Editor’s note: Indium Corporation’s Ron Lasky continues this series of columns about Maggie Benson, a fictional character, to demonstrate continuous improvement and education in SMT assembly. In this episode, Sue and Andy have just returned to the Upper Valley of Vermont and are out for a walk.
“It was really a great idea to take a break and walk through Woodstock,” Sue said; Andy replied, “I really like the 1800s New England vibe.”
After 45 minutes of walking through this delightful village, they both felt the need for a treat, so Sue said, “Let’s go to the Mountain Creamery and get some ice cream.”
After a short drive to this legendary restaurant, they were served their ice cream by Tina, who started up a conversation with her customers by asking, “What brings you two handsome youngsters to visit us?”
Sue and Andy then regaled Tina with their stories of visiting Castellanos Electronics in Mexico and their need to take an afternoon date to Woodstock for a break.
After they finished their frozen treat, Sue took out her phone and checked her email. Both were surprised that this modest restaurant had good Wi-Fi.
“Hey, we agreed—no looking at phones on a date,” Andy teased.
Sue jokingly stuck her tongue out and they both laughed.
“Whoa, we got an email from Professor Coleman,” Sue said, feeling a little nervous.
“Yikes,” said Andy as he searched for the email on his phone as well.
Professor Patty Coleman is widely known as a pleasant and supportive mentor, but when you have just transferred to Ivy University from a two-year community college, you might be intimidated to receive an email from one of Ivy U’s most famous profs.
“Well, she says she has an exciting assignment for us if we’re interested,” Sue said. “Whew,” Andy said. “So, what’s the next step?”
“She wants to see us,” Sue answered.
A few days later, Sue and Andy were on the hallowed campus of Ivy University, walking up the steps of Newton Hall, named after the famous scientist.
Still a little nervous, they knocked on the door of Professor Coleman, who opened her office door, and welcomed them in. “Come in, you two. I’ve heard great things about your work in Mexico,” she said.
After a few moments chatting about their work at Castellanos Electronics, Patty quickly brought up the reason she had asked the pair to stop by.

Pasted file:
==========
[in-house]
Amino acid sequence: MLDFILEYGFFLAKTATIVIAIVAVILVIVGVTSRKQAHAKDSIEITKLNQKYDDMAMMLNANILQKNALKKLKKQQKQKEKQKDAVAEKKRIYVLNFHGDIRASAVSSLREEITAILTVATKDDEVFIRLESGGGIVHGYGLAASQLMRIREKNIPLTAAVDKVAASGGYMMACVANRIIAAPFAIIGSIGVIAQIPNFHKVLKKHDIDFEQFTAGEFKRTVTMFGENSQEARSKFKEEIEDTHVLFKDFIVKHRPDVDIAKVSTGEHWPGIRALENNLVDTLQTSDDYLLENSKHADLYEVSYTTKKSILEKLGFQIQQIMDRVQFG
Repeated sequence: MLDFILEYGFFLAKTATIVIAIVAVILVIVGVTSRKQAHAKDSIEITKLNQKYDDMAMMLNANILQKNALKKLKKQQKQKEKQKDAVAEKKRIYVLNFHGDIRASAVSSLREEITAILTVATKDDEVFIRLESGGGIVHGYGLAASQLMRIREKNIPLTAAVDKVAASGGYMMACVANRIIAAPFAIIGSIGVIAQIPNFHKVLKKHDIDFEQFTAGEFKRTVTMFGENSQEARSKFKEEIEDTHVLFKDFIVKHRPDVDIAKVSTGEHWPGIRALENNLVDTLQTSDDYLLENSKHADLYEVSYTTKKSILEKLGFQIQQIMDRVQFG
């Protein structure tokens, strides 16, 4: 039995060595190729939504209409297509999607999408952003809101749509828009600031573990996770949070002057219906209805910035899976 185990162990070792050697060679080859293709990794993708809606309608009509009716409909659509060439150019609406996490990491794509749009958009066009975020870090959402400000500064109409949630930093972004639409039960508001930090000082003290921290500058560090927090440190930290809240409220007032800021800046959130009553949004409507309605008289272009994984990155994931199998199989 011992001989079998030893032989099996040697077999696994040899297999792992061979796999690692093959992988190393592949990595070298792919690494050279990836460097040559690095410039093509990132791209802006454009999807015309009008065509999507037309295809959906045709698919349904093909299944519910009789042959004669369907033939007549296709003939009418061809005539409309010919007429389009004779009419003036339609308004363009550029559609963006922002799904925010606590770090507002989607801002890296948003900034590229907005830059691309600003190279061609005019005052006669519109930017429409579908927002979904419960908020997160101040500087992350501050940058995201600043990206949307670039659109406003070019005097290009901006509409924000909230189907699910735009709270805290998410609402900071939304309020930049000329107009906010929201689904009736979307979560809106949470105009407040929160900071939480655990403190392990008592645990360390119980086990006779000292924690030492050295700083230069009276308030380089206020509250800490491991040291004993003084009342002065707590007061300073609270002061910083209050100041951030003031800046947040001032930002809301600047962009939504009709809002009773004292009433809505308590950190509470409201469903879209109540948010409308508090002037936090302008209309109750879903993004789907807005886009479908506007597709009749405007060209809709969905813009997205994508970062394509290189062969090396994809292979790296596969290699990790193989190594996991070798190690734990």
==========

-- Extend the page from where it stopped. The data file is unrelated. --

“One of my friends from my undergraduate days at Tech has just purchased an electronics assembly company, similar to Benson Electronics. His business is a little slow and he found a long-term project wiring some separate modules together. It is a little bit like wiring a stereo system together, but more complicated. The workers also must wire and assemble the components in a larger housing. Because it is so dissimilar to assembling electronic circuit boards, my friend wants to charge for each hour that is spent on the work,” Patty explained.
“That seems reasonable,” Sue commented, as both nodded in unison. “So, how do we fit in?”
“My friend doesn’t know how much he should charge per hour,” Patty responded. “You are going to tell him.”
“We don’t know anything about this topic,” Andy said.
“That’s terrific,” Patty said, chuckling. “So, you have a lot to learn then. And don’t worry; I’m going to coach you. To help you develop the right skills for this assignment, I would like you to visit an auto repair shop.”
“What does auto repair have to do with wiring electronic modules together?” Andy asked.
“Nothing,” Patty said, chuckling again.
The wheels in Sue’s head were turning as she began to make the connection. “I think I’m getting it,” she said. “It’s a successful business that charges for the time that the auto technicians work. The charges per hour should be developed in a similar manner for wiring modules.”
“Precisely,” Patty answered.
Andy and Sue were young enough that they didn’t have much experience in getting their cars repaired, so they didn’t know much about repair costs.
“What do you think an auto repair technician is paid per hour?” Patty asked.